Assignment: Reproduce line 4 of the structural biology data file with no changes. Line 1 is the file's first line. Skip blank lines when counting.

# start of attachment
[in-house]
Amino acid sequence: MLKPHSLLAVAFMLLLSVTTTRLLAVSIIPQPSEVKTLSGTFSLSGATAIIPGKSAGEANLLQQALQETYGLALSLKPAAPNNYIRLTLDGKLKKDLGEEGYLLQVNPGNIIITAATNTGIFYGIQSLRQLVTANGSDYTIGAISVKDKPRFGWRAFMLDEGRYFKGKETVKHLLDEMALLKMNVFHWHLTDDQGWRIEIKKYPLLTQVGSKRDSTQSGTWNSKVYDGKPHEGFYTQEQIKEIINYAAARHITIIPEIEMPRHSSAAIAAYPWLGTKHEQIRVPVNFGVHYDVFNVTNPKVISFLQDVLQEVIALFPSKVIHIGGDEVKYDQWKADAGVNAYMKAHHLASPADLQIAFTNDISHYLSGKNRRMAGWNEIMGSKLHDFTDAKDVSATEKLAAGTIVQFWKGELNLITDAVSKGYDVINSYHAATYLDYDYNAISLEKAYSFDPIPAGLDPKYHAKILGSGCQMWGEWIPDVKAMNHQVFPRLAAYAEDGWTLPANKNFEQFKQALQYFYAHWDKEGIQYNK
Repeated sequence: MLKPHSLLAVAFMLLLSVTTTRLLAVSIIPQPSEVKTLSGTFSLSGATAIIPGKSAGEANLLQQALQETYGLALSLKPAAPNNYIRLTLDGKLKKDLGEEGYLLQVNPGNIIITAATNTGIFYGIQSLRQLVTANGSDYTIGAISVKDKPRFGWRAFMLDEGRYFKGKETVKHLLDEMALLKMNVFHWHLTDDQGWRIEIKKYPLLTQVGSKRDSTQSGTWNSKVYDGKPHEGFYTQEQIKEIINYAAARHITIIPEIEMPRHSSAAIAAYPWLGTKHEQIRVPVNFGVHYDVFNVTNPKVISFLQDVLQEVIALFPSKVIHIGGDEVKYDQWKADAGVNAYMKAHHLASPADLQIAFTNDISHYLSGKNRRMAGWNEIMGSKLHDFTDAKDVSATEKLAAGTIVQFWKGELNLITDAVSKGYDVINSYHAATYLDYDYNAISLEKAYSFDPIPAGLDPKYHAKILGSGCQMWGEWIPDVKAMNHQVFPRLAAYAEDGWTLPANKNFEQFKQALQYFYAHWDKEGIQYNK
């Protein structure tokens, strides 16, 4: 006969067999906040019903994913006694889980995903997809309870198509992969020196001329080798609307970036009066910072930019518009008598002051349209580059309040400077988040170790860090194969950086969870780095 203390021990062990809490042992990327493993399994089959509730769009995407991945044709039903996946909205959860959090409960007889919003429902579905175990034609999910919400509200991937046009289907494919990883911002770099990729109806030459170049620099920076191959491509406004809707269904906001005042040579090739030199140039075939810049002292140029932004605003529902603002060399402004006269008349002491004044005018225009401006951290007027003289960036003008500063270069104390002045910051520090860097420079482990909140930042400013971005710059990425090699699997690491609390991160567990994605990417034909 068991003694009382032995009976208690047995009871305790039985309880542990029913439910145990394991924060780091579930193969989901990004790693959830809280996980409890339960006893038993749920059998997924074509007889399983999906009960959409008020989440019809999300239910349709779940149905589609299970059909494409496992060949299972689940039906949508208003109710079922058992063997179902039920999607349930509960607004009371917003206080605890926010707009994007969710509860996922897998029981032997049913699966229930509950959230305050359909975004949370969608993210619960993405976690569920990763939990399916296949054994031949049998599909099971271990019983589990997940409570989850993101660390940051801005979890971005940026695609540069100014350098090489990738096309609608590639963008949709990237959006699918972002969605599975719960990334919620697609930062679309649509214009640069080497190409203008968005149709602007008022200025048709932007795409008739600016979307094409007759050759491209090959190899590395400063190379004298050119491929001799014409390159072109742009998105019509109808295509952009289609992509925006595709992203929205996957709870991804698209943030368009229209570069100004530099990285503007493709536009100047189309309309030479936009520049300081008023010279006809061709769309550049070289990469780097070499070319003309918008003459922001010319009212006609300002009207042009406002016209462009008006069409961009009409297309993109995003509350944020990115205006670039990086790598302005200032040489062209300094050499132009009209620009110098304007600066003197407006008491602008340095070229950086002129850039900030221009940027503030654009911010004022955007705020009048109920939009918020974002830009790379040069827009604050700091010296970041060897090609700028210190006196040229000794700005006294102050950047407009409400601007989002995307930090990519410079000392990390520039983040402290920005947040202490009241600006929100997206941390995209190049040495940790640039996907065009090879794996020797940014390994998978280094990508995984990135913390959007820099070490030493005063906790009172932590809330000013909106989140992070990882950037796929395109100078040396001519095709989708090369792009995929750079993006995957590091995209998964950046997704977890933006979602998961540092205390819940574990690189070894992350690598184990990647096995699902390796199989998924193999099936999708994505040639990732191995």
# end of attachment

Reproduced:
């Protein structure tokens, strides 16, 4: 006969067999906040019903994913006694889980995903997809309870198509992969020196001329080798609307970036009066910072930019518009008598002051349209580059309040400077988040170790860090194969950086969870780095 203390021990062990809490042992990327493993399994089959509730769009995407991945044709039903996946909205959860959090409960007889919003429902579905175990034609999910919400509200991937046009289907494919990883911002770099990729109806030459170049620099920076191959491509406004809707269904906001005042040579090739030199140039075939810049002292140029932004605003529902603002060399402004006269008349002491004044005018225009401006951290007027003289960036003008500063270069104390002045910051520090860097420079482990909140930042400013971005710059990425090699699997690491609390991160567990994605990417034909 068991003694009382032995009976208690047995009871305790039985309880542990029913439910145990394991924060780091579930193969989901990004790693959830809280996980409890339960006893038993749920059998997924074509007889399983999906009960959409008020989440019809999300239910349709779940149905589609299970059909494409496992060949299972689940039906949508208003109710079922058992063997179902039920999607349930509960607004009371917003206080605890926010707009994007969710509860996922897998029981032997049913699966229930509950959230305050359909975004949370969608993210619960993405976690569920990763939990399916296949054994031949049998599909099971271990019983589990997940409570989850993101660390940051801005979890971005940026695609540069100014350098090489990738096309609608590639963008949709990237959006699918972002969605599975719960990334919620697609930062679309649509214009640069080497190409203008968005149709602007008022200025048709932007795409008739600016979307094409007759050759491209090959190899590395400063190379004298050119491929001799014409390159072109742009998105019509109808295509952009289609992509925006595709992203929205996957709870991804698209943030368009229209570069100004530099990285503007493709536009100047189309309309030479936009520049300081008023010279006809061709769309550049070289990469780097070499070319003309918008003459922001010319009212006609300002009207042009406002016209462009008006069409961009009409297309993109995003509350944020990115205006670039990086790598302005200032040489062209300094050499132009009209620009110098304007600066003197407006008491602008340095070229950086002129850039900030221009940027503030654009911010004022955007705020009048109920939009918020974002830009790379040069827009604050700091010296970041060897090609700028210190006196040229000794700005006294102050950047407009409400601007989002995307930090990519410079000392990390520039983040402290920005947040202490009241600006929100997206941390995209190049040495940790640039996907065009090879794996020797940014390994998978280094990508995984990135913390959007820099070490030493005063906790009172932590809330000013909106989140992070990882950037796929395109100078040396001519095709989708090369792009995929750079993006995957590091995209998964950046997704977890933006979602998961540092205390819940574990690189070894992350690598184990990647096995699902390796199989998924193999099936999708994505040639990732191995």